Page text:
Jesus Christ died for our sins. He didn’t die because he deserved it. He died because we do, taking our place at Calvary. If we can’t be grateful for that, then heaven help us.

In His Name,


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The Only Opinion That Matters

So…evidently there was an election this past week.

Aren’t you glad it’s over? Now we won’t have to listen to any more complaining or name-calling. Now that the results are in, America can go back to being a unified country! Right?

If only it were that simple. It’s Wednesday – the day after the election – as I type this, and I am absolutely appalled by the comments I see on Facebook. To me, it doesn’t matter who you voted for, but what does matter is the way in which you handle yourself once it’s over. Wow, what happened to losing with dignity? Or taking the high road? Or refraining from personal shots against those who may have voted differently than you.

This isn’t just the case with the Democrats. There are entirely too many Republicans (or Trump-supporters) who refuse to stay humble in the face of victory. I understand this was a contentious race, but we have completely lost sight of the big picture here.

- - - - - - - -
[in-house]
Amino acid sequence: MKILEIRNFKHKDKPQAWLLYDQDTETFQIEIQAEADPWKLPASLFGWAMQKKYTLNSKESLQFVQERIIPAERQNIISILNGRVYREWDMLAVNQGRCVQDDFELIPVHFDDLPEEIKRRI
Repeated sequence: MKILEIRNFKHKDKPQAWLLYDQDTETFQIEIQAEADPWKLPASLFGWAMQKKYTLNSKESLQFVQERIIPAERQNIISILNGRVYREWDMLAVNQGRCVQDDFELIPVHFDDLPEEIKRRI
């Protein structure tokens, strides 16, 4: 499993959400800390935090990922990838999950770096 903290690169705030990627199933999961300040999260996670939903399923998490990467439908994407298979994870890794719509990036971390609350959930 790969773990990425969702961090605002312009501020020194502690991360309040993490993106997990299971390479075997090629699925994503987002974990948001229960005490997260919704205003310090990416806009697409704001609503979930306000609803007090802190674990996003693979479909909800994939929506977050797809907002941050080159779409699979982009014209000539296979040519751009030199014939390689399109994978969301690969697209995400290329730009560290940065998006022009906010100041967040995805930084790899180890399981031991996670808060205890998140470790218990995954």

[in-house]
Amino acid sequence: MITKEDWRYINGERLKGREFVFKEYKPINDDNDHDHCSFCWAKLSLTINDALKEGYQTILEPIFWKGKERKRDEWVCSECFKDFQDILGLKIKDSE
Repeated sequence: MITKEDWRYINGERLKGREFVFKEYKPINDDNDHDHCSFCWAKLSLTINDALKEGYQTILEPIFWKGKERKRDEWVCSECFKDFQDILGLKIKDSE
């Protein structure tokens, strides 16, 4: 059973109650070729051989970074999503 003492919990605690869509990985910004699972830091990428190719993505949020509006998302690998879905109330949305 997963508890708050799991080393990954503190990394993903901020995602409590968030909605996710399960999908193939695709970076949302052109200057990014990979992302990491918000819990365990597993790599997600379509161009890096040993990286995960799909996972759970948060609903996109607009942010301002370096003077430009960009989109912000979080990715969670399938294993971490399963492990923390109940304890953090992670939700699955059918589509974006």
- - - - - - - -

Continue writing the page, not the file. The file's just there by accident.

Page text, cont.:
If you are reading this, chances are you consider yourself a Christian. And if you are a Christian, you are a Christian first, and an American second. This is the greatest country in the world. But it’s not our home. MSNBC, Fox News, and all the partisan web sites offer their cornucopia of opinions on what’s right for you and your family. That’s fine and dandy, but do you know where to find the only opinion that matters?

If you answered, “The Bible,” you are correct!

Regardless of one’s political and social beliefs, he is a creation of God. Please remind people of this when they are attacking another for doing what he believes is best for this family. What will you say today that can impact your neighbor? As a Christian, you have an incredible opportunity to shine as light through the darkness this election caused. With that in mind, I’ll close this post with an important message from the Apostle Paul:

Do not let any unwholesome talk come out of your mouths, but only what is helpful for building others up according to their needs, that it may benefit those who listen. (Eph. 4:29)

In His Name,